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What You Need To Know About Dual-Factor and Multi-Factor Authentication

What You Need To Know About Dual-Factor and Multi-Factor Authentication

To keep your business growing, you seize every competitive edge that you can find. For many businesses, remaining competitive means offering more online services and performing more digital marketing. The problem with linking your company’s network to the Internet, though, is that doing so makes intrusion a possibility.

I Already Protect My Network With Passwords!

Employing passwords for user authentication provides some security for your company’s network, but passwords alone aren’t as secure as you might think. People often choose simple passwords that are easy to guess, and they may use the same passwords everywhere.

Suppose a hacker specifically targets your company for intrusion. The hacker might target an older individual who isn’t technically savvy; someone of advanced age is likely to use the same password everywhere. The hacker could pose as a friend or family member of that person on Facebook. If the hacker successfully obtains that person’s Facebook password by posing as someone else, he could then try to log in to your employee’s work account. If the password works, the hacker can access your business’s network.

How Does Two-Factor Authentication (2FA) Make a Business More Secure?

With two-factor authentication solutions (2FA), a person logs in to a network using something he knows — a password — and something he has. The second item is usually a single use code — valid only for that session — sent to the person’s smartphone via text message or email. Since no one else should have access to that person’s smartphone and network password, two-factor authentication prevents most casual intrusion attempts. In the scenario described above, a hacker would need to know someone’s password — and steal his or her smartphone — to penetrate your network.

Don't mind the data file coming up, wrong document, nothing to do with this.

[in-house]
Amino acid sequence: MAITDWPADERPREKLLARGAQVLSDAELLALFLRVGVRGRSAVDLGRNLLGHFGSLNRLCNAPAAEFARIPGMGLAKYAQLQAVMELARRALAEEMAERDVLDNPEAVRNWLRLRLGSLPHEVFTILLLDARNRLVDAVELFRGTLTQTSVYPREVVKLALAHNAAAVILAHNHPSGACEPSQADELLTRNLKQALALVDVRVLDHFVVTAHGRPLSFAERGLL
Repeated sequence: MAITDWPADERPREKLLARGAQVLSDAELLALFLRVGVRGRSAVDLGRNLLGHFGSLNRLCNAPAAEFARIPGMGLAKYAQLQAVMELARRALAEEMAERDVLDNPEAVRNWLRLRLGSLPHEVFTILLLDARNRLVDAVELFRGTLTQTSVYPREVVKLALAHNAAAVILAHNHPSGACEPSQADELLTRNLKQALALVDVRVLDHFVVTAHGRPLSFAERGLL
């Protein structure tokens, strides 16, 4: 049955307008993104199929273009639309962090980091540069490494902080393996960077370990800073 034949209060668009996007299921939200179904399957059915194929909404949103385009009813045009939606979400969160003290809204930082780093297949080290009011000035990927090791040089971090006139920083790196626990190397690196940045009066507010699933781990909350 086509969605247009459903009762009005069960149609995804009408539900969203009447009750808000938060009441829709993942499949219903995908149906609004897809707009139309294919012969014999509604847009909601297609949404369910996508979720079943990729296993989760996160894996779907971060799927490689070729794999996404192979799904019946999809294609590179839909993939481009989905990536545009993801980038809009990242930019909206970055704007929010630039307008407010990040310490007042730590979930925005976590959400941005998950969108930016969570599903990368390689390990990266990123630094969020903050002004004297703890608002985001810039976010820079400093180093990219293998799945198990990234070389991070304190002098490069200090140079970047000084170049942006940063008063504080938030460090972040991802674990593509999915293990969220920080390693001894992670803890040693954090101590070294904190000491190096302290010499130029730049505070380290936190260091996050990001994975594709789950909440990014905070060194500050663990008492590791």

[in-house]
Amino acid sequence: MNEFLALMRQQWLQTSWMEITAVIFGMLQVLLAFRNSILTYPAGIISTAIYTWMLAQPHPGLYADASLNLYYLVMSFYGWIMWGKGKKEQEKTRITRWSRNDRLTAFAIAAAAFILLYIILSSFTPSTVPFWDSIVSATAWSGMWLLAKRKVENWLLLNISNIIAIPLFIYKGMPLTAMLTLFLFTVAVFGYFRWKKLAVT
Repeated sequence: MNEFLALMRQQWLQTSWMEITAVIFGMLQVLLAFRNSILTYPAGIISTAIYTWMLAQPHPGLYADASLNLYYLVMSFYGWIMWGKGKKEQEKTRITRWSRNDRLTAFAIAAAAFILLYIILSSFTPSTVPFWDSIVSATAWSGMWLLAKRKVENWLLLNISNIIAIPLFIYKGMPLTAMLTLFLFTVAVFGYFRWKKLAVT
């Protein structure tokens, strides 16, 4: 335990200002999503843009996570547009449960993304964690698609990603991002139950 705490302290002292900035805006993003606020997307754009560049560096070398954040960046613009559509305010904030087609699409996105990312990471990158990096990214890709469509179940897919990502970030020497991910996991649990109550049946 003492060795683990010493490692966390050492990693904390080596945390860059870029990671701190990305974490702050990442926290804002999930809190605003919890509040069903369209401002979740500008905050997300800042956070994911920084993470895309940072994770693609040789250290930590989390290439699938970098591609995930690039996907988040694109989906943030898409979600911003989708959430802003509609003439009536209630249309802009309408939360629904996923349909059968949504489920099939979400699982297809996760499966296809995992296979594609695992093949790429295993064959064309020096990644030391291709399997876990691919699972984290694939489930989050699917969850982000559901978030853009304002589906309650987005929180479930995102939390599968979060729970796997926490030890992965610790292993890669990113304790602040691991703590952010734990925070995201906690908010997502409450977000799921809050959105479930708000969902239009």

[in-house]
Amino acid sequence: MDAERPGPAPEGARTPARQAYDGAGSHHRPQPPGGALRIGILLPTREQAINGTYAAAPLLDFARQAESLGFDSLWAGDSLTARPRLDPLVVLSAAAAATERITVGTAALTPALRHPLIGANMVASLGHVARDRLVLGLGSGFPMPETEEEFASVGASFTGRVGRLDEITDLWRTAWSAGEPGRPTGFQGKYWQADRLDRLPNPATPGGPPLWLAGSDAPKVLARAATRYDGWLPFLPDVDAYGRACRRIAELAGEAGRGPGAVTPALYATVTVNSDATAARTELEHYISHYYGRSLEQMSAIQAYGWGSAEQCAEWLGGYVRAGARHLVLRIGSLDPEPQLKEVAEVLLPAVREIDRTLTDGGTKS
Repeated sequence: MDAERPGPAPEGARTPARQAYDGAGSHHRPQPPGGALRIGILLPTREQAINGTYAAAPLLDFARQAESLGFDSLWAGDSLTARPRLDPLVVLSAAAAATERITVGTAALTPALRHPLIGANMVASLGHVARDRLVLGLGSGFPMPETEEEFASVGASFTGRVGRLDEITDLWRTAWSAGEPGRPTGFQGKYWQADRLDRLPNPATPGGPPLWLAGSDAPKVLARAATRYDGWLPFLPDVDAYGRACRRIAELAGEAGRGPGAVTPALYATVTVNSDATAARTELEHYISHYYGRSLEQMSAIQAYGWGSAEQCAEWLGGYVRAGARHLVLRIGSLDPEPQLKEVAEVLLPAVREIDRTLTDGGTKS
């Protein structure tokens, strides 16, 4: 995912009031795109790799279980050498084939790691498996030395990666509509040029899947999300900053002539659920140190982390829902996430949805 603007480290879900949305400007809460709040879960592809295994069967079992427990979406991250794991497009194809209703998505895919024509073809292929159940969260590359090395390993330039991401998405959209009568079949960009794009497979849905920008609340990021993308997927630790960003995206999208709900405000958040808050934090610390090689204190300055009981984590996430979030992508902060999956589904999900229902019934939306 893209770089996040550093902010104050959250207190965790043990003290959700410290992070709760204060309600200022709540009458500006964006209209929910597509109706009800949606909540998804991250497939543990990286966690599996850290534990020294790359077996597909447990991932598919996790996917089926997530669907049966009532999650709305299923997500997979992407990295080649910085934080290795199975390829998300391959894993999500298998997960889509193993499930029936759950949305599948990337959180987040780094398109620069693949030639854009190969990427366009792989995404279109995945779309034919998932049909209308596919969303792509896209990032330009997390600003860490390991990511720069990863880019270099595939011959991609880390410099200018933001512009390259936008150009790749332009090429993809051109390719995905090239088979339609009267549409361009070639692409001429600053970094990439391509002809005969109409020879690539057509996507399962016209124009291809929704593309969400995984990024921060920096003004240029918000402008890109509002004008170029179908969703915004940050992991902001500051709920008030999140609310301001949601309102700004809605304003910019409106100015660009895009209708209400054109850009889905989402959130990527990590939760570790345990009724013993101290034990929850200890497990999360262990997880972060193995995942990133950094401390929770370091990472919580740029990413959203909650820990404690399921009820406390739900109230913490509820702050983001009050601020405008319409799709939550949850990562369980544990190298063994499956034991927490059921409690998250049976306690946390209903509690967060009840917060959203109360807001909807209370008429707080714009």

What Is Multi-Factor Authentication (MFA)?

Some highly secure businesses use many factors for user authentication. Some of the additional multi-factor authentication solutions that a business can use include:

  • Employee ID cards
  • Fingerprint scanners
  • Retinal scanners
  • Password dongles

Every authentication factor that you add makes your business more secure. Suppose, for example, that this is your company’s employee authentication process:

  • An employee needs an ID card to enter the building.
  • The employee enters a password at his or her computer to begin the login process.
  • Your network sends a text message to the employee’s smartphone. The employee must enter the code in the text message to continue logging in.
  • The employee completes the login process by scanning his or her fingerprint using a reader attached to the workstation.

Defeating the above login process would require access to your building, knowledge of a user’s password, possession of the user’s smartphone and a copy of his or her fingerprint.

What Is the Drawback of Multi-Factor Authentication (MFA)?

As you add more factors to the login process, you increase the amount of time required for each employee to log in to your network. That’s several minutes per employee — per day — of lost productivity. Multi-factor authentication (MFA) also requires IT support for annoyed employees who forgot their smartphones, can’t remember their passwords or don’t understand how to use their fingerprint scanners.

Understand Your Company’s Security Needs

Are you having trouble determining the best way to secure your company’s network? Complete the form now to contact PCH Technologies. Our trained network security experts are happy to help.